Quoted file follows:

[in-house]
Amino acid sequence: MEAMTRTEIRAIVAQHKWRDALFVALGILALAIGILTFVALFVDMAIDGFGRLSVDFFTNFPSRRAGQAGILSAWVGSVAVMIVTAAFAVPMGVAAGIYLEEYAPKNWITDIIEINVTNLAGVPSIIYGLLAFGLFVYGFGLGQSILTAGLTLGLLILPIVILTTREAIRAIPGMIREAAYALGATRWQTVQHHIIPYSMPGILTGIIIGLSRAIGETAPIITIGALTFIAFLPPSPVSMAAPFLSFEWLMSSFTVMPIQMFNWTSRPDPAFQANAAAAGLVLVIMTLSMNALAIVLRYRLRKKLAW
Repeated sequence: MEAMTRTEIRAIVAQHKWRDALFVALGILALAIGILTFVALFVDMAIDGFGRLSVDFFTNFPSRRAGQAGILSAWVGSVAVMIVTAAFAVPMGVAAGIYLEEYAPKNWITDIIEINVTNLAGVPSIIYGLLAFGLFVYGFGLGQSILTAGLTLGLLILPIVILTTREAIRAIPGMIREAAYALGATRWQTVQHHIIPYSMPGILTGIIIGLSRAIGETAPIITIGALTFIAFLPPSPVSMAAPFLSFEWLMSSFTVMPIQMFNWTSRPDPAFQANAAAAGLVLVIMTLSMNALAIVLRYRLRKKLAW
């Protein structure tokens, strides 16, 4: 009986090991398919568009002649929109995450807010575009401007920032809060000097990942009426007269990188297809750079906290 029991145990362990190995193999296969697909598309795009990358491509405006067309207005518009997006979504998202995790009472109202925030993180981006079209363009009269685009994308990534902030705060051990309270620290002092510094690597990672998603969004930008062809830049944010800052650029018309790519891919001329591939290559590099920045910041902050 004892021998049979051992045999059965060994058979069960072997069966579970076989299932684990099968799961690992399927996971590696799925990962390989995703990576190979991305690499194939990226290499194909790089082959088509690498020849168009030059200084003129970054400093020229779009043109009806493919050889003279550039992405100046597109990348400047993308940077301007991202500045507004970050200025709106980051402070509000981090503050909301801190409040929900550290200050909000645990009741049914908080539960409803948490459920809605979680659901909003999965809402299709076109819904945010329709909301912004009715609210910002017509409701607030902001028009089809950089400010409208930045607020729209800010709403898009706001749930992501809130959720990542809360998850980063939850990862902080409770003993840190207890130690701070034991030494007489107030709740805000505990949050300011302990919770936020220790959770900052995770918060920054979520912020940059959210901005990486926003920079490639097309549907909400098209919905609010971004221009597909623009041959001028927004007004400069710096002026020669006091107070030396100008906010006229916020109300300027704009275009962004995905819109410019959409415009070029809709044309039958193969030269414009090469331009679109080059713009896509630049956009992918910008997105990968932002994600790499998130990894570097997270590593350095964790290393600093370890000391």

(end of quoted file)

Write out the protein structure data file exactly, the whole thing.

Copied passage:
[in-house]
Amino acid sequence: MEAMTRTEIRAIVAQHKWRDALFVALGILALAIGILTFVALFVDMAIDGFGRLSVDFFTNFPSRRAGQAGILSAWVGSVAVMIVTAAFAVPMGVAAGIYLEEYAPKNWITDIIEINVTNLAGVPSIIYGLLAFGLFVYGFGLGQSILTAGLTLGLLILPIVILTTREAIRAIPGMIREAAYALGATRWQTVQHHIIPYSMPGILTGIIIGLSRAIGETAPIITIGALTFIAFLPPSPVSMAAPFLSFEWLMSSFTVMPIQMFNWTSRPDPAFQANAAAAGLVLVIMTLSMNALAIVLRYRLRKKLAW
Repeated sequence: MEAMTRTEIRAIVAQHKWRDALFVALGILALAIGILTFVALFVDMAIDGFGRLSVDFFTNFPSRRAGQAGILSAWVGSVAVMIVTAAFAVPMGVAAGIYLEEYAPKNWITDIIEINVTNLAGVPSIIYGLLAFGLFVYGFGLGQSILTAGLTLGLLILPIVILTTREAIRAIPGMIREAAYALGATRWQTVQHHIIPYSMPGILTGIIIGLSRAIGETAPIITIGALTFIAFLPPSPVSMAAPFLSFEWLMSSFTVMPIQMFNWTSRPDPAFQANAAAAGLVLVIMTLSMNALAIVLRYRLRKKLAW
């Protein structure tokens, strides 16, 4: 009986090991398919568009002649929109995450807010575009401007920032809060000097990942009426007269990188297809750079906290 029991145990362990190995193999296969697909598309795009990358491509405006067309207005518009997006979504998202995790009472109202925030993180981006079209363009009269685009994308990534902030705060051990309270620290002092510094690597990672998603969004930008062809830049944010800052650029018309790519891919001329591939290559590099920045910041902050 004892021998049979051992045999059965060994058979069960072997069966579970076989299932684990099968799961690992399927996971590696799925990962390989995703990576190979991305690499194939990226290499194909790089082959088509690498020849168009030059200084003129970054400093020229779009043109009806493919050889003279550039992405100046597109990348400047993308940077301007991202500045507004970050200025709106980051402070509000981090503050909301801190409040929900550290200050909000645990009741049914908080539960409803948490459920809605979680659901909003999965809402299709076109819904945010329709909301912004009715609210910002017509409701607030902001028009089809950089400010409208930045607020729209800010709403898009706001749930992501809130959720990542809360998850980063939850990862902080409770003993840190207890130690701070034991030494007489107030709740805000505990949050300011302990919770936020220790959770900052995770918060920054979520912020940059959210901005990486926003920079490639097309549907909400098209919905609010971004221009597909623009041959001028927004007004400069710096002026020669006091107070030396100008906010006229916020109300300027704009275009962004995905819109410019959409415009070029809709044309039958193969030269414009090469331009679109080059713009896509630049956009992918910008997105990968932002994600790499998130990894570097997270590593350095964790290393600093370890000391």